The world is far more interesting than we can imagine: asserting that no criticism could possibly exist speaks only to, I think, their limited intellectual horizon. I conjecture that it is better for an idea to stick its neck out as far as it can, therefore inviting many criticisms, and taking them serious. One criticism, if accepted, is enough. As the followers of Rand would have it, the world can only be a constant construction of sandcastles following the blueprints of the Master, and yet no helpful criticism of the blueprints or their faithful execution is permitted. I might go so far as to say that this meta-theory is self-evident, but of course, I don’t.

Assume that everything I have just said is not the case: assume that the Randian (for they are such an easy punching bag, no?) now says that by any criticism that does not assume the same things as Objectivism is then starting from different — incompatible — assumptions, and is not a viable criticism. This might be a possible defensive maneuver for the Randian, for it disallows criticism of its assumptions and criticism of its coherence. Here we have the gestation of the most uninteresting post-modernists within the Randian (or the religious presuppositionalists like Van Til), for the Randian must not be aware of a reductio ad absurdum.

And this, I should note, is a point that deserves no further clarification on my part, for pointing out incoherence is one of the most powerful criticisms available.


Tim Harford on Trial, Error, and the God Complex

In fallibilism on 23/07/2011 at 6:15 am


Tim Harford’s website.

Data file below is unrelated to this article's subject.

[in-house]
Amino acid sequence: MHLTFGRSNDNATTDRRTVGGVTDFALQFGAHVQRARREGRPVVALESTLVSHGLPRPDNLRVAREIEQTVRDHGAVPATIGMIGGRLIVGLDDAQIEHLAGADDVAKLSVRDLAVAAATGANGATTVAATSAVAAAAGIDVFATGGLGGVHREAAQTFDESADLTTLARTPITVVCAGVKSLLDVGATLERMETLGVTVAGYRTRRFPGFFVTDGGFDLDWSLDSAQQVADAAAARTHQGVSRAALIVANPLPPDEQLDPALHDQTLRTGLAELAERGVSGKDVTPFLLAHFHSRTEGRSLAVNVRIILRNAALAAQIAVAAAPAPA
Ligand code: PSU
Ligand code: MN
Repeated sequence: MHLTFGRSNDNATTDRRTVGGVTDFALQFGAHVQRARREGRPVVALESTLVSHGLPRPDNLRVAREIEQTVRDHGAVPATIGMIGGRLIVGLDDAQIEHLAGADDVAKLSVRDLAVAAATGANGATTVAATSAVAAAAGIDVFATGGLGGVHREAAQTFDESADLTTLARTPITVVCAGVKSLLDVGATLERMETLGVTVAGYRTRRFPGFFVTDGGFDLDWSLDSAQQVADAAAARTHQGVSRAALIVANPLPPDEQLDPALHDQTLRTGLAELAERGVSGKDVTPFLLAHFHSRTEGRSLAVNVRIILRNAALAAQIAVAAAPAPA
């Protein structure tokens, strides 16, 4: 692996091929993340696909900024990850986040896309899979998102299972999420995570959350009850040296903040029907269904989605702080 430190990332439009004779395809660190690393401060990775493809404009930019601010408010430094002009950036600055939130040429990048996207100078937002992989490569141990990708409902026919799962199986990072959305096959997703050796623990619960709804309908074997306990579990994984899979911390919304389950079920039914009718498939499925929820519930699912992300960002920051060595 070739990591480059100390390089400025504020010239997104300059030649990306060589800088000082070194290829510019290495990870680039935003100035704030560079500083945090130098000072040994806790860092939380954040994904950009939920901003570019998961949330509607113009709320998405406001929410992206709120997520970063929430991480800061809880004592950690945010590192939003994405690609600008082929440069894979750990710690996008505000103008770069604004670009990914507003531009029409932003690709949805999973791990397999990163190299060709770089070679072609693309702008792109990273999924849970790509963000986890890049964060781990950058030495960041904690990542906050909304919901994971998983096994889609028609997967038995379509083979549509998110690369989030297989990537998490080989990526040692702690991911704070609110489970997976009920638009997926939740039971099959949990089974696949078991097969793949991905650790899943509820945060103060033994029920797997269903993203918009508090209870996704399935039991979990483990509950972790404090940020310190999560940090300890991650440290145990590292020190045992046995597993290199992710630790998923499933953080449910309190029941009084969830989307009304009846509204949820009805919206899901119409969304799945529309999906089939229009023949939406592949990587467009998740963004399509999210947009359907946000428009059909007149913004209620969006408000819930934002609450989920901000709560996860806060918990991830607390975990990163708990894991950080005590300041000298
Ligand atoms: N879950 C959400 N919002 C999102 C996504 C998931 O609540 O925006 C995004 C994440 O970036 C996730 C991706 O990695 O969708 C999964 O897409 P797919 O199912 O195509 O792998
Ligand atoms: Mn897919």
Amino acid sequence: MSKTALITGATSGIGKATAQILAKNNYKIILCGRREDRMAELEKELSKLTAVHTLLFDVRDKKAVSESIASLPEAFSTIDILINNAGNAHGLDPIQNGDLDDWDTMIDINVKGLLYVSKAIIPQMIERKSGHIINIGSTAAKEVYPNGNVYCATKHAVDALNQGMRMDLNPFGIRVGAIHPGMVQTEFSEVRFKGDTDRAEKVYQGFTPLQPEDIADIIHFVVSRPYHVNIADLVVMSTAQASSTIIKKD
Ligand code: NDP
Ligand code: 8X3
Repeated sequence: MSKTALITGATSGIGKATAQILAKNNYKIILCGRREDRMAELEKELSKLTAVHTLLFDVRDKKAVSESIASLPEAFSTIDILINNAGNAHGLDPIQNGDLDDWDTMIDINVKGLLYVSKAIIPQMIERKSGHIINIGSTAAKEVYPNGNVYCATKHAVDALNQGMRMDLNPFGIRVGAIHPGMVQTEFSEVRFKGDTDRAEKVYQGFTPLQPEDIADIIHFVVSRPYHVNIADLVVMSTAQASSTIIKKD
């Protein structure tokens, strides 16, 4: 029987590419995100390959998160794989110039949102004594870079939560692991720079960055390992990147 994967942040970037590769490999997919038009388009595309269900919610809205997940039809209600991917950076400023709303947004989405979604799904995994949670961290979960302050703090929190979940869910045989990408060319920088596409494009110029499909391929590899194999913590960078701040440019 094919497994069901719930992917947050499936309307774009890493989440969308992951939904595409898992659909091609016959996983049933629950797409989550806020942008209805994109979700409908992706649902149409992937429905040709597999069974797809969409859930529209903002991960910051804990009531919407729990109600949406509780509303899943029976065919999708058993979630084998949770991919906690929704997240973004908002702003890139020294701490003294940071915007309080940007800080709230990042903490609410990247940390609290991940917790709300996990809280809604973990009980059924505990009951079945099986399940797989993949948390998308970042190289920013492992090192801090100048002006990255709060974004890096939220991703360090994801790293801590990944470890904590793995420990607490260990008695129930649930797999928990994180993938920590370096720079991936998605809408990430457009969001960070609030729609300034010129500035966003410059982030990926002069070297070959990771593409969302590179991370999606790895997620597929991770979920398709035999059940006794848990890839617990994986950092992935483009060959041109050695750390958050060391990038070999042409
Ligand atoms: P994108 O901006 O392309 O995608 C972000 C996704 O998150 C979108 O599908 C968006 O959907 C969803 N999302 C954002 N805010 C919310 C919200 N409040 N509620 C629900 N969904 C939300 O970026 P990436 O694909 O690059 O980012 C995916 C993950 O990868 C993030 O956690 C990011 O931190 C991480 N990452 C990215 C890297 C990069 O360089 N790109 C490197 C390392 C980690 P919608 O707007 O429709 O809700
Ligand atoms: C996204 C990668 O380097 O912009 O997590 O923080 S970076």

What’s Day is Night

In experiments, induction on 23/07/2011 at 3:23 am

Over at the impressive community blog of Less Wrong, Eliezer Yudkowsky published an interesting article titled “Einstein’s Arrogance.” Check it out. It’s worth a read. One point stands out:

To assign more than 50% probability to the correct candidate from a pool of 100,000,000 possible hypotheses, you need at least 27 bits of evidence (or thereabouts).  You cannot expect to find the correct candidate without tests that are this strong, because lesser tests will yield more than one candidate that passes all the tests.  If you try to apply a test that only has a million-to-one chance of a false positive (~20 bits), you’ll end up with a hundred candidates.  Just finding the right answer, within a large space of possibilities, requires a large amount of evidence. (bolding mine)

The argumentation is impressive, but Yudkowsky should note that the pool of possible hypotheses is far greater than 100,000,000 — it is infinite. Just as an infinite number of curves can fit two, three, four … up to n points on a graph, and there is a one-to-one match between equations that express these curves and the curves, so can the logical consequences of an infinite number of hypotheses ‘predict’ the results of any finite number of experiments. Therefore, no number of bits of evidence can ever permit assigning a probability more than 50% to any candidate from the pool, much less assigning a probability to the correct candidate.

Ah, but there is a way to limit the number of theories in the pool of possible hypotheses to a finite number. The only way the pool is limited is, so I conjecture, by the elimination of theories that are incompatible with our background assumptions. And yet, any of our background assumptions could be false. Yudkowsky advances the thought-experiment of black boxes that always beep when the properly-ordered six numbers are entered, but have a 25% chance of beeping when the combination is wrong. But how does one know that these black boxes always beep when the properly-ordered six numbers are entered? Yes, this is a thought-experiment, but it is an assumption that is more often than not false in science: our background assumptions, even about the accuracy of black boxes, are unjustified, constantly open to revision, and have historically been revised.